Wednesday, 10.30 a.m. Alster quay 3 of ATG: A lively group of women in their best years disembarks the historic steamer St. Georg. We shortly get to know each other and start our tour with their bus, already awaiting us on Ballindamm. We drive around the Interior Alster in order to see from the “outside” what was just to be observed from the water. We proceed along the “Glockengießerwall”, Hamburg’s former town wall, to the Mönckebergstraße, the shopping street with the highest turnover of Hamburg. Passing by the magnificient town hall and it’s adjacent stock exchange we reach Hamburg’s oldest railway viaduct at Rödingsmarkt. Turning to our left, Hamburg’s green belt gets into sight. It has been constructed in the old moat. A little sidestep into Hamburg’s Composers’ Quarter in Peterstraße reveals some historic (reconstructed) buildings of the hanseatic city.
A short look at Hamburg’s main church St. Michaelis is definitely too short, but we have come to see Blankenese today. Accidentally, our way leads us through Hamburg’s “sinful mile”, the Reeperbahn. A little detour through the Große Freiheit (Great Liberty) lets us understand why this “no man’s land” between Hamburg and Altona has developed the way it has. But then we finally head westwards and pass St. Pauli’s fish market with big strides. Over the Palmaille, the Elbchaussee – past marvellous villas dating back to a time of incredible prosperity, we reach the foot of Jenischpark, the biggest park at the Elbe. Herrmann, our bus driver, lets us get off here and we are able to stive through the wonderful park until we reach the upper entrance. We have 30 minutes free time which can be used for the two different museums, the greenhouse or the park café. In which order whatsoever.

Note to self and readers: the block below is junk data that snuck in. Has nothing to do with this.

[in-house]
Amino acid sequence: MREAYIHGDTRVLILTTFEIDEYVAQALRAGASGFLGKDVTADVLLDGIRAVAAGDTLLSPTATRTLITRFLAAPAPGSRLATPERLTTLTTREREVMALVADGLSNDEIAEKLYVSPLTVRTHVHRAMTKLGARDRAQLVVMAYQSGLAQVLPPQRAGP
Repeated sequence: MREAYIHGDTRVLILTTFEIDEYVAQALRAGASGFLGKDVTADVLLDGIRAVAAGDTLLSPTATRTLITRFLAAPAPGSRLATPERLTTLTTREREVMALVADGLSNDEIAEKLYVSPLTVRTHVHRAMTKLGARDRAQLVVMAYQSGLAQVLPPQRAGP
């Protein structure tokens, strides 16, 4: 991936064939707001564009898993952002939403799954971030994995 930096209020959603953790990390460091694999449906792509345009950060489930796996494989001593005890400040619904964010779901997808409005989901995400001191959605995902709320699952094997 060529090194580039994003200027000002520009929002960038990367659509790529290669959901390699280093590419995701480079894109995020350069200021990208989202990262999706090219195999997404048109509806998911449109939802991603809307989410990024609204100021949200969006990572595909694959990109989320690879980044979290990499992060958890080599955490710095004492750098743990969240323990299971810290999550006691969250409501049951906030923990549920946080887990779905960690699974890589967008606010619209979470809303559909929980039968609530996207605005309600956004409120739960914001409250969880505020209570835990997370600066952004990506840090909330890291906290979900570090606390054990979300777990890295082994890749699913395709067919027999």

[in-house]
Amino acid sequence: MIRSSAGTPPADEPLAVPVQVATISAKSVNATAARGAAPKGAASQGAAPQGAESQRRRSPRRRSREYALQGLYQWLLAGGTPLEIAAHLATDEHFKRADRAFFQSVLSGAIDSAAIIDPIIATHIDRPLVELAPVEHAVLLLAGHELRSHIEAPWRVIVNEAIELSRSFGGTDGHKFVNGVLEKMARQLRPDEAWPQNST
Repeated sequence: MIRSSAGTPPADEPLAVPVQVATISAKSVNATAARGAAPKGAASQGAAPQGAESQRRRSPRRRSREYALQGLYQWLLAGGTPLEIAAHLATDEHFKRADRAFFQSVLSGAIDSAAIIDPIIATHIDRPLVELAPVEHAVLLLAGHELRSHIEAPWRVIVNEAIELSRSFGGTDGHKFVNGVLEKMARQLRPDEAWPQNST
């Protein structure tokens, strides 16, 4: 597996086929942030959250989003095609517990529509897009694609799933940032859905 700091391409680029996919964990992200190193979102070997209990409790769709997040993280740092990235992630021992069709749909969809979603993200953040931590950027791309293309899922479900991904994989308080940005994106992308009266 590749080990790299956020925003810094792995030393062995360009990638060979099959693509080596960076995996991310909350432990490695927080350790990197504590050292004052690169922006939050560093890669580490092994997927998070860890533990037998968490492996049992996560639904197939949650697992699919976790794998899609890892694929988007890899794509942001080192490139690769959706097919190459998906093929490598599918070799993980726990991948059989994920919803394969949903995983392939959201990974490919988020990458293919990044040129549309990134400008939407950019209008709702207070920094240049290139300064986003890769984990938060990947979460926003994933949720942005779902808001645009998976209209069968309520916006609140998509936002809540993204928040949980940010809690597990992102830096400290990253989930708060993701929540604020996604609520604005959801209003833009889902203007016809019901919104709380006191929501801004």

After some confusion about how many people we should be, we find our other members at the bus and continue our ride to Blankenese, where we meet another local guide at Hamburg’s oldest railway station. We divide the group into two depending on the number of steps to take – but in the end it turns out that this is not possible in the staircase quarter of Blankenese. One group is guided by Gabriele and one with me. My group visits Goßlers Park, Hesse Park and some staircases. We pass different old and picturesque houses. In between we are always able to pause and enjoy an impressive view over the buildings planted at the slope. But be careful! The stairs are not even and have to be given some extra attention. When we arrive downstairs at the beach, the sun spoils us during a little pause. It is very easy to understand that the “noblesse” of the society spent their summer days here, went swimming and had their summer houses in this area of Hamburg.
And finally, after a difficult ascent with around 120 steps and some short poems on Hamburg and its waters, we start the last part of the tour: Café Schuldt invites us with an overwhelming view over the River Elbe and provides us with coffee, tea and cake, which makes all the stresses and strains forgotten. Our way back to Blankenese’s railway station some of our group rely on the “mountain goat” (bus line 48) and others still on their feet. Back at the railway station, we say good bye and I hope that the “girls” from Hude will remember the good time in Hamburg!